U.S. Bank, National Association, respondent, v. Robin Sartini, et al., appellants, et al., defendants.

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Supreme Court, Appellate Division, Second Department, New York.

U.S. Bank, National Association, respondent, v. Robin Sartini, et al., appellants, et al., defendants.

2018–03027 (Index No. 63475/14)

Decided: August 12, 2020

WILLIAM F. MASTRO, J.P. MARK C. DILLON LINDA CHRISTOPHER PAUL WOOTEN, JJ. David A. Bythewood, Mineola, NY, for appellants. Sandelands Eyet, LLP, New York, N.Y. (Kathleen Cavanaugh of counsel), for respondent.

Argued—January 24, 2020

DECISION & ORDER

In an action to foreclose a mortgage, the defendants Robin Sartini and Michelle Sartini appeal from an order of the Supreme Court, Suffolk County (Joseph A. Santorelli, J.), dated January 3, 2018.  The order denied those defendants' motion pursuant to CPLR 5015(a)(3) to vacate a judgment of foreclosure and sale of the same court dated March 9, 2017.

ORDERED that the order is affirmed, with costs.

The plaintiff commenced this action against, among others, Robin Sartini and Michelle Sartini (hereinafter together the defendants) to foreclose a mortgage encumbering certain real property in Suffolk County.  In 2015, the plaintiff moved, inter alia, for summary judgment and an order of reference.  The defendants opposed that motion.  In an order dated August 25, 2016, the Supreme Court granted the plaintiff's motion.

Thereafter, the plaintiff moved for a judgment of foreclosure and sale.  The Supreme Court granted the motion in an order dated March 9, 2017, and issued a judgment of foreclosure and sale on the same date.

The defendants subsequently moved pursuant to CPLR 5015(a)(3) to vacate the judgment of foreclosure and sale, primarily contending that the plaintiff made certain misrepresentations in connection with documents submitted on its motions for summary judgment and for a judgment of foreclosure and sale.  The defendants claimed, inter alia, that those documents were not properly acknowledged, and that this purported defect constituted a “misrepresentation” by the plaintiff.  The Supreme Court denied the motion, and the defendants appeal.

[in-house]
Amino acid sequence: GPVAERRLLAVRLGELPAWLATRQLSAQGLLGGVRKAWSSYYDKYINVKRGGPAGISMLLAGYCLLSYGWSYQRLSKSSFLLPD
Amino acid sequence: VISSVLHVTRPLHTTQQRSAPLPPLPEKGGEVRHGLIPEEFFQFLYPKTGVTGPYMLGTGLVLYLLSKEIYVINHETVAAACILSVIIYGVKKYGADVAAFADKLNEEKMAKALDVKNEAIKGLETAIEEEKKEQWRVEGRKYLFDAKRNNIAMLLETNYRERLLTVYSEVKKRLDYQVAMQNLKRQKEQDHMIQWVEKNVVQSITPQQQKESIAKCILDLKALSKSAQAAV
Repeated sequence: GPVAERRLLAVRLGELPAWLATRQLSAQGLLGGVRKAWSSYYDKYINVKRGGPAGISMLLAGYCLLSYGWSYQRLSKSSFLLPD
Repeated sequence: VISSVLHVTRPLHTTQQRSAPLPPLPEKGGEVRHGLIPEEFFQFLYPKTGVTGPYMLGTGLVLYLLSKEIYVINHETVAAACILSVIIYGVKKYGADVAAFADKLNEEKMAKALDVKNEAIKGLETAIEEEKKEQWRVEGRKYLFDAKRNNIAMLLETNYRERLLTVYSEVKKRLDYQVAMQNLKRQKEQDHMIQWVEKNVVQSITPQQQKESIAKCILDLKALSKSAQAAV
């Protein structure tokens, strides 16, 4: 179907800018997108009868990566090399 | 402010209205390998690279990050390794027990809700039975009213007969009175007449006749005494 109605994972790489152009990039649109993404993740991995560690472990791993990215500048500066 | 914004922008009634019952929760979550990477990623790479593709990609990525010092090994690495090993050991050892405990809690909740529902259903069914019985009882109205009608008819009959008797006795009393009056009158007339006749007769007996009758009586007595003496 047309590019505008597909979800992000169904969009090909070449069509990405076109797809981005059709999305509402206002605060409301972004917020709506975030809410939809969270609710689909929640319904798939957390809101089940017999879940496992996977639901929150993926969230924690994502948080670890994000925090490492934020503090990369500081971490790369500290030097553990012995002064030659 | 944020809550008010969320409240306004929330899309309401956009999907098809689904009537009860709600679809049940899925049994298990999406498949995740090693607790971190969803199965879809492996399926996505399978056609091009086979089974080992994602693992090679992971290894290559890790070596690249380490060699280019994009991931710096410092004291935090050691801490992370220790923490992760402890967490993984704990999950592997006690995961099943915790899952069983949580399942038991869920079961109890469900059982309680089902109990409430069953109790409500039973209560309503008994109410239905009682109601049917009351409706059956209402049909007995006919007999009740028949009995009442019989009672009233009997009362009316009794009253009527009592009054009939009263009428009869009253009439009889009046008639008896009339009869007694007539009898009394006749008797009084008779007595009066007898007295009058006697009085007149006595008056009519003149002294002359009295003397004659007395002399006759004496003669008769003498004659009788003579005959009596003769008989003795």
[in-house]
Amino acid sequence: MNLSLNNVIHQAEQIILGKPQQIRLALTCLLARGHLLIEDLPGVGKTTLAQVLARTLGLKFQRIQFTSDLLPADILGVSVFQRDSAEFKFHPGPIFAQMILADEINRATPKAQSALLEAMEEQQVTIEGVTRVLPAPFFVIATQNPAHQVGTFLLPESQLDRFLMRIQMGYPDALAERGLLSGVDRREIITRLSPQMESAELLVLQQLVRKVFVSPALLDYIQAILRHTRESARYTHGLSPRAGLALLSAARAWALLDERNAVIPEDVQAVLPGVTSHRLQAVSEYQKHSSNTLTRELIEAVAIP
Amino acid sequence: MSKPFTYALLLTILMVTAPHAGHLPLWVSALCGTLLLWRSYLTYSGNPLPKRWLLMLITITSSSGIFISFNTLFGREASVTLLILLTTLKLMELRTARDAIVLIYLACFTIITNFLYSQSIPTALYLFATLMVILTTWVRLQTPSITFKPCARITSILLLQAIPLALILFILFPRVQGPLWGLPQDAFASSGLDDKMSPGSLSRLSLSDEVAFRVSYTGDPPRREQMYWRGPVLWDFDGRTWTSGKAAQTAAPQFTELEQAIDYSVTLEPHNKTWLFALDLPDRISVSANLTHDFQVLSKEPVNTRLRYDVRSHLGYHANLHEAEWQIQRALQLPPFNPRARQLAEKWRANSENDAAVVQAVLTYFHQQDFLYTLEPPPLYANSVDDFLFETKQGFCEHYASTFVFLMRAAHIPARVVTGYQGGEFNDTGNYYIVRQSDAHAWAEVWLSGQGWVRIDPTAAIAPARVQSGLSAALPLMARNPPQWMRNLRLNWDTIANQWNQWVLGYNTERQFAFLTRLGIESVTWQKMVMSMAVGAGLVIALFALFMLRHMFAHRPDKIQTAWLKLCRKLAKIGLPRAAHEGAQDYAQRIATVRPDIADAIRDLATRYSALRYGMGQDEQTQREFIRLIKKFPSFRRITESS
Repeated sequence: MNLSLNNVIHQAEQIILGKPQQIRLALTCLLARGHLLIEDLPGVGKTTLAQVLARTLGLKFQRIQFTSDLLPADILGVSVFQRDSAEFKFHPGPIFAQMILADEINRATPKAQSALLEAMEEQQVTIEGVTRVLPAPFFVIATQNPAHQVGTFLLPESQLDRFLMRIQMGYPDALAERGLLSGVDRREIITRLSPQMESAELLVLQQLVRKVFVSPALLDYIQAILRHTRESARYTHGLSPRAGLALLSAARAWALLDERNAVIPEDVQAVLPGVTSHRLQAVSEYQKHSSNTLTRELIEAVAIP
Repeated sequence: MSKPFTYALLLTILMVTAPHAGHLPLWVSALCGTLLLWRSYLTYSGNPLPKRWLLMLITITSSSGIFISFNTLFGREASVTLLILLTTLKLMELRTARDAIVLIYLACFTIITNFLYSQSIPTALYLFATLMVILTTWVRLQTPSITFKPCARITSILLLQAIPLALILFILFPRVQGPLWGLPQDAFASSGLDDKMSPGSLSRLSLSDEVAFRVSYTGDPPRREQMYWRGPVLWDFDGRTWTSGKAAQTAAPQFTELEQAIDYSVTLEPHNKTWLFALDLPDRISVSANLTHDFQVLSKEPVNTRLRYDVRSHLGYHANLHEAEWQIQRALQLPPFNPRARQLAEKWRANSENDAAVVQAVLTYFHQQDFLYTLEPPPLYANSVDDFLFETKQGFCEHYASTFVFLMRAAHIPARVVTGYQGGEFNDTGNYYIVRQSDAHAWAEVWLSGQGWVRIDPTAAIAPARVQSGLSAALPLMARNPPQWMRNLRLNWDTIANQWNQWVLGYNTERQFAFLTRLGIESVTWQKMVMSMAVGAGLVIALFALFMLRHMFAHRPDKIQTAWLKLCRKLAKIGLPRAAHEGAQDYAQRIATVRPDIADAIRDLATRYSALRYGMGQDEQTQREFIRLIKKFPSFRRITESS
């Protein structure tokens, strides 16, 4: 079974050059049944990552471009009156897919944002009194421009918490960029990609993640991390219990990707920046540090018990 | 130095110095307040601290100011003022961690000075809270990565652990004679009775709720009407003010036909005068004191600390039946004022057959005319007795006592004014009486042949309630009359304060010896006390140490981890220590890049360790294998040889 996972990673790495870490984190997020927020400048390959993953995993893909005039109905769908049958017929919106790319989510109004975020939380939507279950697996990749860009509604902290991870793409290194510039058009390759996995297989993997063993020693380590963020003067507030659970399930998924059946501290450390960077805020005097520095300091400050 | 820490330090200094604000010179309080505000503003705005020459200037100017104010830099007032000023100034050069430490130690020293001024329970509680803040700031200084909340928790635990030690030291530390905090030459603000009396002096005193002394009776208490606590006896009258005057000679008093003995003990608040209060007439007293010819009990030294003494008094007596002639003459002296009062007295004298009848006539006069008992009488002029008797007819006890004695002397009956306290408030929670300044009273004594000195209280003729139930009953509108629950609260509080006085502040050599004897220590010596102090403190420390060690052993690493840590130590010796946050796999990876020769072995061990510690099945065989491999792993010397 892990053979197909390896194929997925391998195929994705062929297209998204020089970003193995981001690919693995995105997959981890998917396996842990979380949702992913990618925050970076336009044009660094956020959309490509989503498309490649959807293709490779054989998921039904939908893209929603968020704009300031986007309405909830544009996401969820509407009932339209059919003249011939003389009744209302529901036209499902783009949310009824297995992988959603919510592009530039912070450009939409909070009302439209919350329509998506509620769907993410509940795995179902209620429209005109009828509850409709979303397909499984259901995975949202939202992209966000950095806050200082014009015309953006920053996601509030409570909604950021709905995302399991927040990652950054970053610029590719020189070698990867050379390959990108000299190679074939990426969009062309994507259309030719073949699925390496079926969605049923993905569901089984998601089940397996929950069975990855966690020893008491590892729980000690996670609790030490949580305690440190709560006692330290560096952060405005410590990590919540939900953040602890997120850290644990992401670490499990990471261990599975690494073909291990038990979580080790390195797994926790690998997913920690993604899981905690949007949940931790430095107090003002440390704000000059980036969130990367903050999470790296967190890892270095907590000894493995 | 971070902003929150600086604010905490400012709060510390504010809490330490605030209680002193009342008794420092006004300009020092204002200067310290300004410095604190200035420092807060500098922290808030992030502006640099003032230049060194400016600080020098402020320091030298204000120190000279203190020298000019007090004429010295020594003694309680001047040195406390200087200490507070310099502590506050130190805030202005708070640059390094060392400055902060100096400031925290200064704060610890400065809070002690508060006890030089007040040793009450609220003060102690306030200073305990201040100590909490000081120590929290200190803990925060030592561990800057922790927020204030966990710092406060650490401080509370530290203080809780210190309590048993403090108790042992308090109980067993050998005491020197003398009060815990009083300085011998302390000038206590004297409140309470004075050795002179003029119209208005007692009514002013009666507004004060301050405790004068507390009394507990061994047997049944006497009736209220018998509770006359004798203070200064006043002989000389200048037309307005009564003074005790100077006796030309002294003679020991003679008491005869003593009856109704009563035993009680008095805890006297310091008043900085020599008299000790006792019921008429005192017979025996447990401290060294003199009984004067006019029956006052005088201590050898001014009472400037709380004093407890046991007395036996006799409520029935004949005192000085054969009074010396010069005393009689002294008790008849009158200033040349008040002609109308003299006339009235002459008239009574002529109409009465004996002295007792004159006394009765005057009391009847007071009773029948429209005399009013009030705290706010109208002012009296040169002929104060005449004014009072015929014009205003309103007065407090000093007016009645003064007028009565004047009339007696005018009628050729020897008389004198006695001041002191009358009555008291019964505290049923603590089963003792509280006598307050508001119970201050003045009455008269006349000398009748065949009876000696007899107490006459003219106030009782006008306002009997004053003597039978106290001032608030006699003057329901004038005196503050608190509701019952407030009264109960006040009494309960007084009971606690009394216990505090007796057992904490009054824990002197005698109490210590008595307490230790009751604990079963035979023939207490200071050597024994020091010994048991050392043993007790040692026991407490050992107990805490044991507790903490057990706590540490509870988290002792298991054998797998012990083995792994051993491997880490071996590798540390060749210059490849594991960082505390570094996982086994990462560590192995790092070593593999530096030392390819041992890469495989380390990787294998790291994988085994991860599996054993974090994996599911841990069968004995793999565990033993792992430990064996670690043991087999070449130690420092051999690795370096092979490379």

CPLR 5015(a)(3) provides, in relevant part, that “[t]he court which rendered a judgment or order may relieve a party from it upon such terms as may be just, on motion of any interested person with such notice as the court may direct, upon the ground of:  ․ 3. fraud, misrepresentation, or other misconduct of an adverse party.”

A “ ‘motion to vacate an order pursuant to CPLR 5015 cannot serve as a substitute for an appeal, or [to] remedy an error of law that could have been addressed on a prior appeal’ ” (Matter of Citigroup Global Mkts., Inc. v Fiorilla, 151 AD3d 665, 666, quoting Matter of Angela P. v. Floyd S., 103 AD3d 439, 440;  see HSBC Bank USA, N.A. v. Estick, 178 AD3d 783).  Here, the defendants could have raised the contentions they advanced on their CPLR 5015(a)(3) motion on a direct appeal from the judgment of foreclosure and sale, which would have brought up for review the order granting the plaintiff's motion, inter alia, for summary judgment and an order of reference.  The defendants' current arguments were not properly asserted on a motion pursuant to CPLR 5015(a)(3) (see HSBC Bank USA, N.A. v. Estick, 178 AD3d 783;  Matter of Citigroup Global Mkts., Inc. v Fiorilla, 151 AD3d at 666).  In any event, the defendants' contention that the judgment of foreclosure and sale was the product of “misrepresentation” within the meaning of CPLR 5015(a)(3) is patently without merit.

The defendants' remaining contentions are either not properly before this Court or without merit.

Accordingly, we agree with the Supreme Court's determination denying the defendants' motion pursuant to CPLR 5015(a)(3) to vacate the judgment of foreclosure and sale.

MASTRO, J.P., DILLON, CHRISTOPHER and WOOTEN, JJ., concur.

ENTER:

Aprilanne Agostino

Clerk of the Court

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